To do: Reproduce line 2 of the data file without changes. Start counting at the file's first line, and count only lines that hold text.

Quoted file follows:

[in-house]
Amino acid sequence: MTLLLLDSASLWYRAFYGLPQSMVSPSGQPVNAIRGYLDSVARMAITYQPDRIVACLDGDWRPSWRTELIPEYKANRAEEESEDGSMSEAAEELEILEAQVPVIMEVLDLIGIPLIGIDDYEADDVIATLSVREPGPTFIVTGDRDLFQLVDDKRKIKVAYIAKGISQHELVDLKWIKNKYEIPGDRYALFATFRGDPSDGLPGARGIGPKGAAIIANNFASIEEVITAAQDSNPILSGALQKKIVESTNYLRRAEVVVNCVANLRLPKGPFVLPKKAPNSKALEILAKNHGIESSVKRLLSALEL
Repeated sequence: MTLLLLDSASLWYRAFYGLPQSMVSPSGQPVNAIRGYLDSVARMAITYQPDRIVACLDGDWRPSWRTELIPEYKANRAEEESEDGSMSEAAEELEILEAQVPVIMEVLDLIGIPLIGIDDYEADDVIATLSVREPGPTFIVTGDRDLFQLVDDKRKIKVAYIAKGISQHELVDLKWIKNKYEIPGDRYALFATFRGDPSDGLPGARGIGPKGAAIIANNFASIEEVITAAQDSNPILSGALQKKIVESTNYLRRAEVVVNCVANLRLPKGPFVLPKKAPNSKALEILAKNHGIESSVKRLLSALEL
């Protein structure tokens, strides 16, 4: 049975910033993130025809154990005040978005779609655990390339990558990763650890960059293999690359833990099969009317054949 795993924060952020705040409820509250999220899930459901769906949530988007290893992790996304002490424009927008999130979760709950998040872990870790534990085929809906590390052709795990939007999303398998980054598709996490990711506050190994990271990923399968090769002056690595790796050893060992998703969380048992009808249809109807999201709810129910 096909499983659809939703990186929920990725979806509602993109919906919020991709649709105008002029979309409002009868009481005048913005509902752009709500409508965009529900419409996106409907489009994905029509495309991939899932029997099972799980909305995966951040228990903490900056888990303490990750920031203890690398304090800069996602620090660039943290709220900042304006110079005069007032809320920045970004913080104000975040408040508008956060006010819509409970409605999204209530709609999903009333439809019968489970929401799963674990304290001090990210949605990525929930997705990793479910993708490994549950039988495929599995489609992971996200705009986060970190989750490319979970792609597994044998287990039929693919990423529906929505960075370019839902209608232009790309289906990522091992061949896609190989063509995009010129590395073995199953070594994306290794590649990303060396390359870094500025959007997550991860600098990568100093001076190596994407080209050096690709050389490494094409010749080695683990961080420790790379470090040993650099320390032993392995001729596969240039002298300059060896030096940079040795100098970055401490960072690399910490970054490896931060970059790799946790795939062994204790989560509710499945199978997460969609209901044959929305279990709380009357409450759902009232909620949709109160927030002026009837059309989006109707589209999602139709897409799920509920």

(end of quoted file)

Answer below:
Amino acid sequence: MTLLLLDSASLWYRAFYGLPQSMVSPSGQPVNAIRGYLDSVARMAITYQPDRIVACLDGDWRPSWRTELIPEYKANRAEEESEDGSMSEAAEELEILEAQVPVIMEVLDLIGIPLIGIDDYEADDVIATLSVREPGPTFIVTGDRDLFQLVDDKRKIKVAYIAKGISQHELVDLKWIKNKYEIPGDRYALFATFRGDPSDGLPGARGIGPKGAAIIANNFASIEEVITAAQDSNPILSGALQKKIVESTNYLRRAEVVVNCVANLRLPKGPFVLPKKAPNSKALEILAKNHGIESSVKRLLSALEL